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According to the East African, sources close to the revival plan have indicated that the technical teams are also considering a range of exclusive rights along the booking, ticketing and passenger handling chain for the national carrier.
After 15 years on the ground and with the cargo handling component privatised, the national carrier will be starting from near zero.
“The government through the Ministry of Foreign Affairs is in the process of renegotiating with air regulatory authorities in different countries to reclaim the routes which were operated by Uganda Airlines before it was liquidated” said Patricia Okiria, a member of the task force.
The airline is scheduled to take to the skies by November.
Information from the website of Bombardier, the makers of the CRJ900 and Q400, shows that one CRJ costs up to $46.5 million while a Q400 costs $32.2 million as at January 2018.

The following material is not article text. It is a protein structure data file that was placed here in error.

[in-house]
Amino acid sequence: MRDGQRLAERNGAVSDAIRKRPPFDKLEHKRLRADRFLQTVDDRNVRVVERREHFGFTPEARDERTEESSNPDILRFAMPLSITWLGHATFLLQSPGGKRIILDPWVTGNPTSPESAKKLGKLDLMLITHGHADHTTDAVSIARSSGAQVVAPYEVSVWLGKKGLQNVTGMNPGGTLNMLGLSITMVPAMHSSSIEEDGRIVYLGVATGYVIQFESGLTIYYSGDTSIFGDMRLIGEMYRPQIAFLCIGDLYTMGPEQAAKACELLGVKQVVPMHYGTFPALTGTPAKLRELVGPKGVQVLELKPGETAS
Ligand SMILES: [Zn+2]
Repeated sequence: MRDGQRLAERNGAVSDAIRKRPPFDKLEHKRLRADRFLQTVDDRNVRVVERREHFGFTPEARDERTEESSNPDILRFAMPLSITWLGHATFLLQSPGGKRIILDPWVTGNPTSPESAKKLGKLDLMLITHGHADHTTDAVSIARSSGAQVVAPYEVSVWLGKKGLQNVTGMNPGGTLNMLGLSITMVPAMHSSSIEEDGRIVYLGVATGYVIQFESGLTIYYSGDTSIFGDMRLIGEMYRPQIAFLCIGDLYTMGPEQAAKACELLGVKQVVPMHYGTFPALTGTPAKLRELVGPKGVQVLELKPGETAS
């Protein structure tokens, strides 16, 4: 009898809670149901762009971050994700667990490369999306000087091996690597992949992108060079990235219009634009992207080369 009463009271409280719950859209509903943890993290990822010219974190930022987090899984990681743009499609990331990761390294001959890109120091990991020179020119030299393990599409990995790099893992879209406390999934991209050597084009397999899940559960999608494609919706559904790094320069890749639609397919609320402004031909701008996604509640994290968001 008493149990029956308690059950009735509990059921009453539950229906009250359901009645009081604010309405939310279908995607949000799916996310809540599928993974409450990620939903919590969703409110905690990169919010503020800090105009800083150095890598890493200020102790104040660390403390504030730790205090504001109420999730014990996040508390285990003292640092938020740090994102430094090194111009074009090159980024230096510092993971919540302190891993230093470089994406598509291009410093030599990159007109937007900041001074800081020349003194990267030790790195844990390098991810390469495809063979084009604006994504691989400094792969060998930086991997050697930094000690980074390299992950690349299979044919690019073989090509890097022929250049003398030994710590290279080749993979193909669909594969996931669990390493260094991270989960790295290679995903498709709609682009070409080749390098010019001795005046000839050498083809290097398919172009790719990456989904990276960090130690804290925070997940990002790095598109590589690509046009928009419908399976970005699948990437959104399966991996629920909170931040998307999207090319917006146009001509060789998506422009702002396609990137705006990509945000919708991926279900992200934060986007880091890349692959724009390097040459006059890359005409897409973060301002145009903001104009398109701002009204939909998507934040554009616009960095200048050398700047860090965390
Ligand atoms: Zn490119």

This means that the government has to raise over $250 million of the $318 million needed for equipment. The overall cost of getting the airline back in the skies has been estimated at $388 million, the East African reports.
The news source quoted Bageya Waiswa, Permanent Secretary in the Ministry of Works, as saying that the Ministry of Finance is yet to process a project code for the airline so as to seek funds.
“The government is providing some money in the budget, but it’s not much,” Mr Bageya said.
“We are yet to be allocated a budget code by the Ministry of Finance to be sure how much government will provide,” he added.
But officials are upbeat as independent financiers are ready to fund the project. A Canadian bank and regional development bank are some of the potential lenders.
According to sources, the airline will be looking to claim a huge stake of the region’s cargo business.